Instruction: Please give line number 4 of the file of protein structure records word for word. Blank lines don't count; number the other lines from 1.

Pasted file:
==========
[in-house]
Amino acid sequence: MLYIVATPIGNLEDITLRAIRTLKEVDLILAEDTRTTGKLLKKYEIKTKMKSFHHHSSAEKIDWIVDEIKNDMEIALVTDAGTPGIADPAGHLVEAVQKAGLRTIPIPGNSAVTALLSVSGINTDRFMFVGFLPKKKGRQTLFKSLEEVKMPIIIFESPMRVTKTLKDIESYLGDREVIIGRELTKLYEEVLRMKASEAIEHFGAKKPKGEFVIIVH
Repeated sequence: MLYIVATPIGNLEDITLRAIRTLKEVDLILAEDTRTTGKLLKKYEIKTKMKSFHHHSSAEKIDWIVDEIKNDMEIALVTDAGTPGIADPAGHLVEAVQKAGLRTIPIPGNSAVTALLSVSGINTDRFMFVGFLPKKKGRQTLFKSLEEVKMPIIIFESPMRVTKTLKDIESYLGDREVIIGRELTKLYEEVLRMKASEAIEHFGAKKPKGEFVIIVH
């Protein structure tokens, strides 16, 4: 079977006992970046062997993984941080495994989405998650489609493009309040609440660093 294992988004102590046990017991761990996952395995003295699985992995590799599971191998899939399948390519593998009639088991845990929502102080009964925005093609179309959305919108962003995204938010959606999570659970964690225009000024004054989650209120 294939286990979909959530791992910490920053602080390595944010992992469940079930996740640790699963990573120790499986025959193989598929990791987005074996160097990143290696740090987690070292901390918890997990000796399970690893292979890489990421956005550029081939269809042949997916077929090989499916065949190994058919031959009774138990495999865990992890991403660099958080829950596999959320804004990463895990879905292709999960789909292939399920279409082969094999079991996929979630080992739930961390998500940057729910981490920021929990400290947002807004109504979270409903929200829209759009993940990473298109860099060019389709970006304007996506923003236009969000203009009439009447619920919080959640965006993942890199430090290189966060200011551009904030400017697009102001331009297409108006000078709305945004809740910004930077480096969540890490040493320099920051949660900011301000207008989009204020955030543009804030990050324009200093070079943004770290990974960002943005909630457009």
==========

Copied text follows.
């Protein structure tokens, strides 16, 4: 079977006992970046062997993984941080495994989405998650489609493009309040609440660093 294992988004102590046990017991761990996952395995003295699985992995590799599971191998899939399948390519593998009639088991845990929502102080009964925005093609179309959305919108962003995204938010959606999570659970964690225009000024004054989650209120 294939286990979909959530791992910490920053602080390595944010992992469940079930996740640790699963990573120790499986025959193989598929990791987005074996160097990143290696740090987690070292901390918890997990000796399970690893292979890489990421956005550029081939269809042949997916077929090989499916065949190994058919031959009774138990495999865990992890991403660099958080829950596999959320804004990463895990879905292709999960789909292939399920279409082969094999079991996929979630080992739930961390998500940057729910981490920021929990400290947002807004109504979270409903929200829209759009993940990473298109860099060019389709970006304007996506923003236009969000203009009439009447619920919080959640965006993942890199430090290189966060200011551009904030400017697009102001331009297409108006000078709305945004809740910004930077480096969540890490040493320099920051949660900011301000207008989009204020955030543009804030990050324009200093070079943004770290990974960002943005909630457009």